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The convoy arrived in the chilly Manhattan darkness around 1:30 a.m.: vehicles pulling up one after the other outside 30th Street Men’s Shelter, the city’s biggest refuge for homeless New Yorkers.
The passengers who emerged at this temporary bus stop all shared the same story: They’d just been expelled from the subway during the system’s new daily 1 a.m. to 5 a.m. COVID-19 scrubdown.
Advocates question why, of all the places the city could bring these men, the Department of Homeless Services chose one of the most crowded shelters — one where social distancing has proved a major challenge, spurring efforts to reduce the headcount there.
“I can’t think of a worse place than 30th Street,” said Josh Dean, director of the nonprofit homeless support group Human NYC. “How dangerous is it to take these people off the subway and put them in this one place?”
As THE CITY has documented, the 850-bed shelter in Kips Bay has struggled to cope with the many challenges posed by the coronavirus pandemic.
Located on First Avenue next door to Bellevue Hospital, the shelter serves as the main intake center for single men in a system that houses 56,000 to 58,000 individuals each night.
Mayor Bill de Blasio has touted an “amazing” number of homeless who’ve agreed to spend the night in city-run shelters during the indefinite overnight subway shutdown.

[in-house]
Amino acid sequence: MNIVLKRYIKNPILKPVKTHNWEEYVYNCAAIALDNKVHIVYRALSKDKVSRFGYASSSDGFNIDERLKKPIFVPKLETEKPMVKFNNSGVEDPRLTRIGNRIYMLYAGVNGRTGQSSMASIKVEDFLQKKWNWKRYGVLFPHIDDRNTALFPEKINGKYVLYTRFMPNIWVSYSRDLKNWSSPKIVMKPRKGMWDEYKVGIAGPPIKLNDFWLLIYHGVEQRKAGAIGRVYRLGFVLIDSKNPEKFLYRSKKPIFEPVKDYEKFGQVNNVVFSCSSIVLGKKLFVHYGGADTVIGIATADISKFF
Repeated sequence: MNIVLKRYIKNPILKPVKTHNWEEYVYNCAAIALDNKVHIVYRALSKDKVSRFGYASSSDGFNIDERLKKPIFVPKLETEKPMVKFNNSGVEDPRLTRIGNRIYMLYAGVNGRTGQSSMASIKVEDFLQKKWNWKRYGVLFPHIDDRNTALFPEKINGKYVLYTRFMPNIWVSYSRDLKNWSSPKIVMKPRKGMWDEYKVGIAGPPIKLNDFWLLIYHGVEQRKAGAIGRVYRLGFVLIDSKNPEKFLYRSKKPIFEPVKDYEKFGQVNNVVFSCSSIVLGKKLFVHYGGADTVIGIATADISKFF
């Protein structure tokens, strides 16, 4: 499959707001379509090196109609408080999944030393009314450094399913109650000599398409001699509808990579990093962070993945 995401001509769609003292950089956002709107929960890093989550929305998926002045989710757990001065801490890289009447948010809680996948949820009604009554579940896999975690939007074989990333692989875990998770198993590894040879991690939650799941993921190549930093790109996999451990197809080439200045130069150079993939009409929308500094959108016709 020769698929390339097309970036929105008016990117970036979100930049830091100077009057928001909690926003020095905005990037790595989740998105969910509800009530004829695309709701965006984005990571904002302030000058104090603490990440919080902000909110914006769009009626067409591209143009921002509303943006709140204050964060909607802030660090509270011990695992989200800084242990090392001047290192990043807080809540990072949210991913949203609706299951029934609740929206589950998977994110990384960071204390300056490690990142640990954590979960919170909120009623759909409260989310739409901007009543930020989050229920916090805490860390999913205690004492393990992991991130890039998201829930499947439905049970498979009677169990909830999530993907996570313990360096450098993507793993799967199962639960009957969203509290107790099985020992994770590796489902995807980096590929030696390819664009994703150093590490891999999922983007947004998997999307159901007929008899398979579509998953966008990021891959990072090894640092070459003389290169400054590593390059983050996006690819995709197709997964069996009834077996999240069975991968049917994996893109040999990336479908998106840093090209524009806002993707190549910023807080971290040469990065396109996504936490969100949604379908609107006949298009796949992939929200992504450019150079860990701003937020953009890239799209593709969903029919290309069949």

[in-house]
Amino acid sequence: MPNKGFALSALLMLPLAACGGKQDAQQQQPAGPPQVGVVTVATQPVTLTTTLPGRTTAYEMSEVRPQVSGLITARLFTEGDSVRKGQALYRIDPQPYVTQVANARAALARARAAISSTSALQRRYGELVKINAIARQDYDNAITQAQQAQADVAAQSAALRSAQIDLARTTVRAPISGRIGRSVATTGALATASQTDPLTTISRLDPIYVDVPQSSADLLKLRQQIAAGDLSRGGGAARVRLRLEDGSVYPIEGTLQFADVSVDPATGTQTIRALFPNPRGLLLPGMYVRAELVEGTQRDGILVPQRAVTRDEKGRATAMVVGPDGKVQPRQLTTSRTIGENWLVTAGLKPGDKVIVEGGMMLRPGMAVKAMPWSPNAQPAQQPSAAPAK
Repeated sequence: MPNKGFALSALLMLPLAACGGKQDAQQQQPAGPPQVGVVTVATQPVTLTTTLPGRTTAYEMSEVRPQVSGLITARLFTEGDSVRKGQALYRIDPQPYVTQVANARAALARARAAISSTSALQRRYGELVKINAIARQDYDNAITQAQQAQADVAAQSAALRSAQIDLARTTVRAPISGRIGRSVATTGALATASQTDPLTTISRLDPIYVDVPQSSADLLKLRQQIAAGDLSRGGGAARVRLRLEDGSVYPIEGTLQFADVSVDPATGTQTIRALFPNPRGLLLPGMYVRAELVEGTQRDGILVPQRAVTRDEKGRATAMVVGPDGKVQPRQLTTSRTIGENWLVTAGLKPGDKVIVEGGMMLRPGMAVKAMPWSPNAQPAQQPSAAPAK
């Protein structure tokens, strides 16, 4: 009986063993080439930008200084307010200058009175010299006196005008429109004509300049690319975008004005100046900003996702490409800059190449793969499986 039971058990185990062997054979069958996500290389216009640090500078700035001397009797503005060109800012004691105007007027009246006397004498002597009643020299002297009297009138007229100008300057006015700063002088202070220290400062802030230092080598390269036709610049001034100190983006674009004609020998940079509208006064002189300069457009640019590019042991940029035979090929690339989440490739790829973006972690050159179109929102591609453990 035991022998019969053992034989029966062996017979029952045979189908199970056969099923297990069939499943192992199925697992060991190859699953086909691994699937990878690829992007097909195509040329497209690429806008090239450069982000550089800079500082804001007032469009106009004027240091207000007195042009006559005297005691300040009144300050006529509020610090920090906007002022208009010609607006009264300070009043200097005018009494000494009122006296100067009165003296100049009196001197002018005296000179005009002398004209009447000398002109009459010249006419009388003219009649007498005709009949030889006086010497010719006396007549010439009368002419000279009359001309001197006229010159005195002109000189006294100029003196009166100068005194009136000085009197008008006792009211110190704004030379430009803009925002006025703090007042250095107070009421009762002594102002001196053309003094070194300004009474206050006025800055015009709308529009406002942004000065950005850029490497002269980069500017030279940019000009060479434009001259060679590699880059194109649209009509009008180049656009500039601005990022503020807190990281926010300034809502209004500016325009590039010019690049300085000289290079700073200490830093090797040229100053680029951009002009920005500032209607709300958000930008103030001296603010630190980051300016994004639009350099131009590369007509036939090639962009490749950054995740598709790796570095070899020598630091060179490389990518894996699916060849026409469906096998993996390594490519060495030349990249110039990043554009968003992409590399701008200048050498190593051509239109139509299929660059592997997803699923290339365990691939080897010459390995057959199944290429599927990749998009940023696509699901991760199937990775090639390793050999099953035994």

But advocates for the homeless contend the mayor’s declarations do not make clear that the homeless on trains and in stations are simply being relocated to potentially dangerous conditions within shelters.
‘Lives are at Stake’
Giselle Routhier, policy director for the Coalition for the Homeless, said her group has pressed City Hall to instead move these unsheltered New Yorkers into the “isolation hotels” the de Blasio administration has booked to temporarily house COVID-positive people with nowhere else to go.
“It is flat out dangerous and disingenuous of the mayor to transport unhoused people to congregate shelters where COVID-19 is actively spreading,” Routhier said. “People’s lives are at stake and he refuses to provide available empty hotel rooms to people experiencing homelessness.”
Workers at the 30th Street shelter have for weeks struggled to enforce social distancing.
DHS staff and peace officers there say they’ve had to make do without enough proper protective gear, and several have tested positive for the virus, according to workers who spoke to THE CITY on the condition of anonymity. In March, a supervisor at the shelter who was believed to be presumed positive passed away.
The pressure at 30th Street has increased since the New York City Transit Authority shut down subways overnight for cleaning and disinfecting starting May 6.
An estimated 2,000 men and women who had sought refuge on trains and in stations were left to fend for themselves amid unseasonably cold temperatures, with many hunkering down on streets and in city buses.
Each night, outreach workers hired by DHS approach these individuals at the end of subway lines and offer to transport them to shelters or hospitals. Most have declined, but a total of 479 agreed to go to shelters on Tuesday, Wednesday and Thursday, according to DHS.